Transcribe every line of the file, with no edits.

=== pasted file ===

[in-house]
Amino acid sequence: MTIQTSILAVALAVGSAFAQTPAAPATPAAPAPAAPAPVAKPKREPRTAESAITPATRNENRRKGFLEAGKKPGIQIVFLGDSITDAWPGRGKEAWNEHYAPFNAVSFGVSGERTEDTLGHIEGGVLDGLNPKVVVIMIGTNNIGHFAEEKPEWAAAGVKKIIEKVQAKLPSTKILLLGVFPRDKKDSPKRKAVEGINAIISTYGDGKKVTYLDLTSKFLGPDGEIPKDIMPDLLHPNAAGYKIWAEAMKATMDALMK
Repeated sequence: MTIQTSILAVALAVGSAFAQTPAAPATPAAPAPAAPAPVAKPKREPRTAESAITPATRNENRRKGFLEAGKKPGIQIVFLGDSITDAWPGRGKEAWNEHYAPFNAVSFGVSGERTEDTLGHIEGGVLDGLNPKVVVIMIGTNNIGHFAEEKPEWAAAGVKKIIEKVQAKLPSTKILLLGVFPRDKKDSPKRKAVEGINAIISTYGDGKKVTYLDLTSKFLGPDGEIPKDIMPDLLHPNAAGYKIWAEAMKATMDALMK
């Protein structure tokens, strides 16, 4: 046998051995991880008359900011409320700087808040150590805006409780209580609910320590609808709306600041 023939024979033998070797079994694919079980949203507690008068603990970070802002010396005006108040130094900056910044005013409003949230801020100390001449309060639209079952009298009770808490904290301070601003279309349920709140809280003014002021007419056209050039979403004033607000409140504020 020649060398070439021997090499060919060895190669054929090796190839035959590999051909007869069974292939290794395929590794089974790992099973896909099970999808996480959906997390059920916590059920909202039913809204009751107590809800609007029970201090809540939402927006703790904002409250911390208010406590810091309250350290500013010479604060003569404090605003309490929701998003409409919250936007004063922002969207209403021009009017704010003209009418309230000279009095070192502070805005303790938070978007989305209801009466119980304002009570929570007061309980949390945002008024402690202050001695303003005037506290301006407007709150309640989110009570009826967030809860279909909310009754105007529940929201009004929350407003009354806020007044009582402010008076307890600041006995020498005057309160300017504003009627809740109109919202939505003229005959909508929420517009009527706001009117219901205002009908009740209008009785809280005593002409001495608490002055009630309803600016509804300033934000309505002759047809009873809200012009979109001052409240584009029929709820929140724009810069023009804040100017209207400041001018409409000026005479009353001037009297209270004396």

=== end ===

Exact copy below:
[in-house]
Amino acid sequence: MTIQTSILAVALAVGSAFAQTPAAPATPAAPAPAAPAPVAKPKREPRTAESAITPATRNENRRKGFLEAGKKPGIQIVFLGDSITDAWPGRGKEAWNEHYAPFNAVSFGVSGERTEDTLGHIEGGVLDGLNPKVVVIMIGTNNIGHFAEEKPEWAAAGVKKIIEKVQAKLPSTKILLLGVFPRDKKDSPKRKAVEGINAIISTYGDGKKVTYLDLTSKFLGPDGEIPKDIMPDLLHPNAAGYKIWAEAMKATMDALMK
Repeated sequence: MTIQTSILAVALAVGSAFAQTPAAPATPAAPAPAAPAPVAKPKREPRTAESAITPATRNENRRKGFLEAGKKPGIQIVFLGDSITDAWPGRGKEAWNEHYAPFNAVSFGVSGERTEDTLGHIEGGVLDGLNPKVVVIMIGTNNIGHFAEEKPEWAAAGVKKIIEKVQAKLPSTKILLLGVFPRDKKDSPKRKAVEGINAIISTYGDGKKVTYLDLTSKFLGPDGEIPKDIMPDLLHPNAAGYKIWAEAMKATMDALMK
């Protein structure tokens, strides 16, 4: 046998051995991880008359900011409320700087808040150590805006409780209580609910320590609808709306600041 023939024979033998070797079994694919079980949203507690008068603990970070802002010396005006108040130094900056910044005013409003949230801020100390001449309060639209079952009298009770808490904290301070601003279309349920709140809280003014002021007419056209050039979403004033607000409140504020 020649060398070439021997090499060919060895190669054929090796190839035959590999051909007869069974292939290794395929590794089974790992099973896909099970999808996480959906997390059920916590059920909202039913809204009751107590809800609007029970201090809540939402927006703790904002409250911390208010406590810091309250350290500013010479604060003569404090605003309490929701998003409409919250936007004063922002969207209403021009009017704010003209009418309230000279009095070192502070805005303790938070978007989305209801009466119980304002009570929570007061309980949390945002008024402690202050001695303003005037506290301006407007709150309640989110009570009826967030809860279909909310009754105007529940929201009004929350407003009354806020007044009582402010008076307890600041006995020498005057309160300017504003009627809740109109919202939505003229005959909508929420517009009527706001009117219901205002009908009740209008009785809280005593002409001495608490002055009630309803600016509804300033934000309505002759047809009873809200012009979109001052409240584009029929709820929140724009810069023009804040100017209207400041001018409409000026005479009353001037009297209270004396």